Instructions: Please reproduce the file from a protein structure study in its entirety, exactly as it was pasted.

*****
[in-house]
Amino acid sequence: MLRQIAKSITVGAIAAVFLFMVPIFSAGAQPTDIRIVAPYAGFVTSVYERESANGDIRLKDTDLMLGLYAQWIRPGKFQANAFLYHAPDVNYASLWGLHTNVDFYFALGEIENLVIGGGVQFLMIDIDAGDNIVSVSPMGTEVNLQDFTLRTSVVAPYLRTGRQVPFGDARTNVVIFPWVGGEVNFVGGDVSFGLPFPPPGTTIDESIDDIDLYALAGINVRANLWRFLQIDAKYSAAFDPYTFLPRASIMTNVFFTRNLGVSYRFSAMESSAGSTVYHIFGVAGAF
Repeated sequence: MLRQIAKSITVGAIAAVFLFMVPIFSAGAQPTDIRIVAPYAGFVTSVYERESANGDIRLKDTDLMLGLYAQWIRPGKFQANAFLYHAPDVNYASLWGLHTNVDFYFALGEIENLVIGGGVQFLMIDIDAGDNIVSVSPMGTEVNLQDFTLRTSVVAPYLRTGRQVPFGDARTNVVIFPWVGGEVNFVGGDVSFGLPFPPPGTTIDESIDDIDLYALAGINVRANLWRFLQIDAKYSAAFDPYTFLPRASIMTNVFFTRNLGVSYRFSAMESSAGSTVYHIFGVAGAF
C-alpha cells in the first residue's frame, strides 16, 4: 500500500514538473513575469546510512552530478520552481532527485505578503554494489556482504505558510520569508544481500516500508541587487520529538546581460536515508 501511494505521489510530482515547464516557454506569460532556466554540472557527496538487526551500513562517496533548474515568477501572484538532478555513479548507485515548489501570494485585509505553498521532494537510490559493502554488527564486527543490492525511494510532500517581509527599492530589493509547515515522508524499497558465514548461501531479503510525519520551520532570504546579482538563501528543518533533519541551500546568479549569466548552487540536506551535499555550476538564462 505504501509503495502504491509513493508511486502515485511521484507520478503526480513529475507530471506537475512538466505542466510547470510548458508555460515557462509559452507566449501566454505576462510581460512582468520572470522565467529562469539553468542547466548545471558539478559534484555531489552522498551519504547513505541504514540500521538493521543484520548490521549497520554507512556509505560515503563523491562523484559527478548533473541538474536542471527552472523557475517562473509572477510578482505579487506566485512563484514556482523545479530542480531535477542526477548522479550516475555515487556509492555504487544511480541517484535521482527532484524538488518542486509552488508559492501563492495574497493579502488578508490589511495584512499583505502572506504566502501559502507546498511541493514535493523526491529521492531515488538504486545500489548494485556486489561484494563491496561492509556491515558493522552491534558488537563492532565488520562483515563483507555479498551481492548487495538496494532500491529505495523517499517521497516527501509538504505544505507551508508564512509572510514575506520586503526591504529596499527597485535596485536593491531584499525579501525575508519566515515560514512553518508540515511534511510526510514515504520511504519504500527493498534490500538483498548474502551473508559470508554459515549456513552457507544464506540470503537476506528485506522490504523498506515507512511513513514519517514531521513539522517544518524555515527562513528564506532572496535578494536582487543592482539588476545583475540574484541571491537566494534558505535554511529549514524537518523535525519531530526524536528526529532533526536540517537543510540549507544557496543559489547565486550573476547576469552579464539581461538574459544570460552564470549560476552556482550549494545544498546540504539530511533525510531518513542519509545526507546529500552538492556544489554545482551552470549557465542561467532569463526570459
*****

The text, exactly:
[in-house]
Amino acid sequence: MLRQIAKSITVGAIAAVFLFMVPIFSAGAQPTDIRIVAPYAGFVTSVYERESANGDIRLKDTDLMLGLYAQWIRPGKFQANAFLYHAPDVNYASLWGLHTNVDFYFALGEIENLVIGGGVQFLMIDIDAGDNIVSVSPMGTEVNLQDFTLRTSVVAPYLRTGRQVPFGDARTNVVIFPWVGGEVNFVGGDVSFGLPFPPPGTTIDESIDDIDLYALAGINVRANLWRFLQIDAKYSAAFDPYTFLPRASIMTNVFFTRNLGVSYRFSAMESSAGSTVYHIFGVAGAF
Repeated sequence: MLRQIAKSITVGAIAAVFLFMVPIFSAGAQPTDIRIVAPYAGFVTSVYERESANGDIRLKDTDLMLGLYAQWIRPGKFQANAFLYHAPDVNYASLWGLHTNVDFYFALGEIENLVIGGGVQFLMIDIDAGDNIVSVSPMGTEVNLQDFTLRTSVVAPYLRTGRQVPFGDARTNVVIFPWVGGEVNFVGGDVSFGLPFPPPGTTIDESIDDIDLYALAGINVRANLWRFLQIDAKYSAAFDPYTFLPRASIMTNVFFTRNLGVSYRFSAMESSAGSTVYHIFGVAGAF
C-alpha cells in the first residue's frame, strides 16, 4: 500500500514538473513575469546510512552530478520552481532527485505578503554494489556482504505558510520569508544481500516500508541587487520529538546581460536515508 501511494505521489510530482515547464516557454506569460532556466554540472557527496538487526551500513562517496533548474515568477501572484538532478555513479548507485515548489501570494485585509505553498521532494537510490559493502554488527564486527543490492525511494510532500517581509527599492530589493509547515515522508524499497558465514548461501531479503510525519520551520532570504546579482538563501528543518533533519541551500546568479549569466548552487540536506551535499555550476538564462 505504501509503495502504491509513493508511486502515485511521484507520478503526480513529475507530471506537475512538466505542466510547470510548458508555460515557462509559452507566449501566454505576462510581460512582468520572470522565467529562469539553468542547466548545471558539478559534484555531489552522498551519504547513505541504514540500521538493521543484520548490521549497520554507512556509505560515503563523491562523484559527478548533473541538474536542471527552472523557475517562473509572477510578482505579487506566485512563484514556482523545479530542480531535477542526477548522479550516475555515487556509492555504487544511480541517484535521482527532484524538488518542486509552488508559492501563492495574497493579502488578508490589511495584512499583505502572506504566502501559502507546498511541493514535493523526491529521492531515488538504486545500489548494485556486489561484494563491496561492509556491515558493522552491534558488537563492532565488520562483515563483507555479498551481492548487495538496494532500491529505495523517499517521497516527501509538504505544505507551508508564512509572510514575506520586503526591504529596499527597485535596485536593491531584499525579501525575508519566515515560514512553518508540515511534511510526510514515504520511504519504500527493498534490500538483498548474502551473508559470508554459515549456513552457507544464506540470503537476506528485506522490504523498506515507512511513513514519517514531521513539522517544518524555515527562513528564506532572496535578494536582487543592482539588476545583475540574484541571491537566494534558505535554511529549514524537518523535525519531530526524536528526529532533526536540517537543510540549507544557496543559489547565486550573476547576469552579464539581461538574459544570460552564470549560476552556482550549494545544498546540504539530511533525510531518513542519509545526507546529500552538492556544489554545482551552470549557465542561467532569463526570459